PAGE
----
Espoir loosely translates as hope. Dilettanti as amateur. For all the riders who feature on these pages, the aim of their years in the espoir ranks is to graduate to the WorldTour or Pro-Continental team.
The number of true “neo-pro”, or new professional, riders in the WorldTour and ProConti teams are becoming increasingly limited. Development teams such as Dimension Data Continental, Axeon Hagens Berman and Rusvelo Under 23 are all professional squads riding the Continental Tour race circuits and putting their riders in the best position to move up to the global stage. Here at Espoirs World, the term “neo pro” includes riders joining from all development teams, whether UCI-registered or not.
We took a late season look at ten new WorldTour and ProConti signings for 2018 and hope they take their chances when they come along.
- Benoit Cosnefroy – AG2R La Mondiale. The new world U23 champion moves up from Chambery Cyclisme to parent squad AG2R. No alarms and no surprises; his signing was confirmed long before he took the rainbow stripes in Bergen.
- Pavel Sivakov – Team Sky. His jumping ship from BMC Development Team to Team Sky was cited in all but name as the reason for BMC ending its development team. In no way his fault – word is that Sky simply offered better terms than BMC – this classy stage racer can time trial and climb high mountains. Spoken kindly of by his rivals this season.
- Patrick Muller – Vital Concept. Two good seasons in the development team weren’t enough to land a place at BMC ‘proper’ despite a stagiare ride in 2017. A ride at Pro-Conti level might prove better than getting lost in the WorldTour.
- Bjorg Lambrecht – Lotto Soudal. Rarely finished outside the top ten in his 2017 races. Had it not been for Sivakov this Belgian rider would have been the outstanding stage racer of the season. One for the high mountains, he’ll be hoping to get rides in the southern colony of the squad.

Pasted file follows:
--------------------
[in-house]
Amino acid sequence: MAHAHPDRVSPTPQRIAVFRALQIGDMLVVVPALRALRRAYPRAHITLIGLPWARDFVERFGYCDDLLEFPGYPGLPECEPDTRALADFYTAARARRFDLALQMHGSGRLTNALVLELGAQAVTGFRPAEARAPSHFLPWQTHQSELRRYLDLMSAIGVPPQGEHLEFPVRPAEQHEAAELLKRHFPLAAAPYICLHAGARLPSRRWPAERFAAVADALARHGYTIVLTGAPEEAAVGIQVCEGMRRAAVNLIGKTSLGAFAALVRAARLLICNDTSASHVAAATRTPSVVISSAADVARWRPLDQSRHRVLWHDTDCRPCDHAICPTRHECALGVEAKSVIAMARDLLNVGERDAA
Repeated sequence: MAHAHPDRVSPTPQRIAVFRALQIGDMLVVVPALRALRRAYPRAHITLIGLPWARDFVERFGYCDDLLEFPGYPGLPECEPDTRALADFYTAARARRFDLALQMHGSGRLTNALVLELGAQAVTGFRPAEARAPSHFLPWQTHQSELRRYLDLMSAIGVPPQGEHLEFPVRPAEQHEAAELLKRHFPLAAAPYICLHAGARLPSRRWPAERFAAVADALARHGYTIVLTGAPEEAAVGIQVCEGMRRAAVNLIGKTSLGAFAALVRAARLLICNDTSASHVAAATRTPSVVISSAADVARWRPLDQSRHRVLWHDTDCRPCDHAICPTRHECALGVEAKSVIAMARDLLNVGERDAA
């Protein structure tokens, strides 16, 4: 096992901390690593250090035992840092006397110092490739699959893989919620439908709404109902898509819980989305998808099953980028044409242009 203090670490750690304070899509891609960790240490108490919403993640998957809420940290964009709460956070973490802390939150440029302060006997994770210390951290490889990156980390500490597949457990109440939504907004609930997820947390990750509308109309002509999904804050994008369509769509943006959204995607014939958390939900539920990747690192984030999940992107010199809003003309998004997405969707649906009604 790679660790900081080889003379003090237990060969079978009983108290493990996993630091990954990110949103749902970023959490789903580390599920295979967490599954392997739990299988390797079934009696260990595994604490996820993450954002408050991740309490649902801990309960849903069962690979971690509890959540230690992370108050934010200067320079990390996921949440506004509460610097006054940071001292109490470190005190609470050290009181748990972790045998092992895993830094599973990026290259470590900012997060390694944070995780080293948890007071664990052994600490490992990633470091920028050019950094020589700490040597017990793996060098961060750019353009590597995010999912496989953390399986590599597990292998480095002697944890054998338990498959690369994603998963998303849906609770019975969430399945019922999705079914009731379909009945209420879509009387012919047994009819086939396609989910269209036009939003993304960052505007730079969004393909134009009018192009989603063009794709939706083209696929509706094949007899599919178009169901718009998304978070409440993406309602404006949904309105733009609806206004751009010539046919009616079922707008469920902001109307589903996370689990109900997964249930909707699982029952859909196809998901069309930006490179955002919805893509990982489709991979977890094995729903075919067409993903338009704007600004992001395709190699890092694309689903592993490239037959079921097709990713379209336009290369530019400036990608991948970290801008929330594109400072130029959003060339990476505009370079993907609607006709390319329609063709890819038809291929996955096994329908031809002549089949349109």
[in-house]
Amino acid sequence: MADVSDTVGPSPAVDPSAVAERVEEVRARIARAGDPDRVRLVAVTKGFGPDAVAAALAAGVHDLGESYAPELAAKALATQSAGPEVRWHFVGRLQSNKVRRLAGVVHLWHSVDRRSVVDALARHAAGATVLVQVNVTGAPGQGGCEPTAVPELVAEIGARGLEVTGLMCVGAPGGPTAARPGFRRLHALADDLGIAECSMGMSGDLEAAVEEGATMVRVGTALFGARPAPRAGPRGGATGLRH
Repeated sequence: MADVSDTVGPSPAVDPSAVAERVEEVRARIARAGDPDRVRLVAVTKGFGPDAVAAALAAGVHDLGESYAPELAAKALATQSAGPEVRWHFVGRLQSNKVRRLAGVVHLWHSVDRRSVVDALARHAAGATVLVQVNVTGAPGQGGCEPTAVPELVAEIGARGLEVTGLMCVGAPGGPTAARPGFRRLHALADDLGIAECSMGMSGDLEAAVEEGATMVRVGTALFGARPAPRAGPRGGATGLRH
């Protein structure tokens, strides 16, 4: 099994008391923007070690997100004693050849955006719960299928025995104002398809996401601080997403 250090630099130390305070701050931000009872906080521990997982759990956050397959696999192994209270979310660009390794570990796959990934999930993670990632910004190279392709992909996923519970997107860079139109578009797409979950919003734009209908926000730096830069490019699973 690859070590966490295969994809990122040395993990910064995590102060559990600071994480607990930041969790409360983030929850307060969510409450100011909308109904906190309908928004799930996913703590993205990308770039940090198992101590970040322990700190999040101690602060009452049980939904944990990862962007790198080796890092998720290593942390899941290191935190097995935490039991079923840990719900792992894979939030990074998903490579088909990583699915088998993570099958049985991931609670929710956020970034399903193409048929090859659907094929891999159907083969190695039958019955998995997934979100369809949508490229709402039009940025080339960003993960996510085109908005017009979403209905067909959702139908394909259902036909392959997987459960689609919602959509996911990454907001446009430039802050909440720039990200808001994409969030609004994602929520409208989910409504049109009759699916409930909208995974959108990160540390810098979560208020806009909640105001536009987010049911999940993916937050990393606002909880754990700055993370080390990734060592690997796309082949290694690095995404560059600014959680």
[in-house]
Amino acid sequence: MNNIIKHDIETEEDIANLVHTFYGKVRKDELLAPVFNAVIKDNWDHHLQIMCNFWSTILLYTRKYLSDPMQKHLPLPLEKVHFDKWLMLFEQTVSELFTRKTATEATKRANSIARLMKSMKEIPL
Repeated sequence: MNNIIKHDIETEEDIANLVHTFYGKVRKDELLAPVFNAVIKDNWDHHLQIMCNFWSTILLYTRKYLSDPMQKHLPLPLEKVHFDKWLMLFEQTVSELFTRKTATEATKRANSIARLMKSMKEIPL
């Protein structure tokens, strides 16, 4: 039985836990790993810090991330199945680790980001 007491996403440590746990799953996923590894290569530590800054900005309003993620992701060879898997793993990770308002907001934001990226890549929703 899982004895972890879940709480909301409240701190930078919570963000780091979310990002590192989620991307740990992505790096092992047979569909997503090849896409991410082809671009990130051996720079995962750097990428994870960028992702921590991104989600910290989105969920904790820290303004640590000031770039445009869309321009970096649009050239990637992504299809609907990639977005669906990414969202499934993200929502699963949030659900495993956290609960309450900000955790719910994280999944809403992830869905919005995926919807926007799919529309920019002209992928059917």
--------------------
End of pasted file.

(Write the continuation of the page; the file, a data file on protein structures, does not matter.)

- James Knox – Quickstep Floors (above, left). Second at U23 Liege and 8th on GC at l’Avenir, Knox flew under the radar but had solid results in one day and stage races. A neo-pro could sink without trace in a squad with the depth of talent which Quickstep enjoys so he’ll need to kick on hard.
- Scott Davies – Dimension Data. A late addition to the WorldTour, Davies should get more chances at Dimension Data than he would at the more common British route nationale of Team Sky.
- Logan Owen – EF Education First-Drapac p/b Cannondale. It takes as long to write his new team’s name as it did for his signature to be announced to Jonathan Vaughters’ new/continuing team. May struggle with the longer races in the WorldTour but the former ‘cross champion should be allowed to show his head in the lower tier races.
- Neilson Powless (above) – Lotto Jumbo-NL. Linked to Cannondale for over a year before searching elsewhere when the American team hit choppy waters. Lotto-JumboNL was a left field choice, but he’ll get his chances in the 2.1s and HCs, as well as the Tour of California.
- Jonahtan Narvaez – Quickstep Floors. The most distinctive climbing style since Fernando Escartin, he has a career of misspelled names in race programmes to look forward to. Unusually, he can ride a prologue as well as a mountain. A talent.
- Lucas Hamilton – Orica-Scott. Flying during the early European season one-dayers, 2nd overall at the Baby Giro and 4th overall at l’Avenir. Hamilton’s signature for Orica-Scott will have softened the blow of losing fellow Mitchelton-Scott riders Jai Hindley and Michael Storer to Team Sunweb.
- Nickolas Dlamini – Dimension Data. King of the Mountains at the Baby Giro, the barrel-chested South African is one for the breakaways rather than the high mountains.